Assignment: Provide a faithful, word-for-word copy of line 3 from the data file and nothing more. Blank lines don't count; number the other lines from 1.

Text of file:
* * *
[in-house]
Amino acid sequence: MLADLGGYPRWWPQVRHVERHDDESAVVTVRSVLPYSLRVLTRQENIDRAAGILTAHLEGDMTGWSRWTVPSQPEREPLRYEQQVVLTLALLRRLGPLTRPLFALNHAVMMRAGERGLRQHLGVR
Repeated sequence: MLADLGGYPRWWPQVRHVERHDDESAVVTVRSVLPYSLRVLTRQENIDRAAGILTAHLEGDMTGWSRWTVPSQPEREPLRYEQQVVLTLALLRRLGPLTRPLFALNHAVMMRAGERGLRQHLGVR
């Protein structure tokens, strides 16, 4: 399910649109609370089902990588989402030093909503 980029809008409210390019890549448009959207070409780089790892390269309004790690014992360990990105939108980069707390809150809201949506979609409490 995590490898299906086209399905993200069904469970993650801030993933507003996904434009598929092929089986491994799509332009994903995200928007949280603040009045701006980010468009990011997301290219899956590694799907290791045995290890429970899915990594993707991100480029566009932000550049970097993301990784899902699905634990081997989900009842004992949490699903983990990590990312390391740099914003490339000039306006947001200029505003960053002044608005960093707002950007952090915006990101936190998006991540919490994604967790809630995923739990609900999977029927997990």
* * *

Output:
Repeated sequence: MLADLGGYPRWWPQVRHVERHDDESAVVTVRSVLPYSLRVLTRQENIDRAAGILTAHLEGDMTGWSRWTVPSQPEREPLRYEQQVVLTLALLRRLGPLTRPLFALNHAVMMRAGERGLRQHLGVR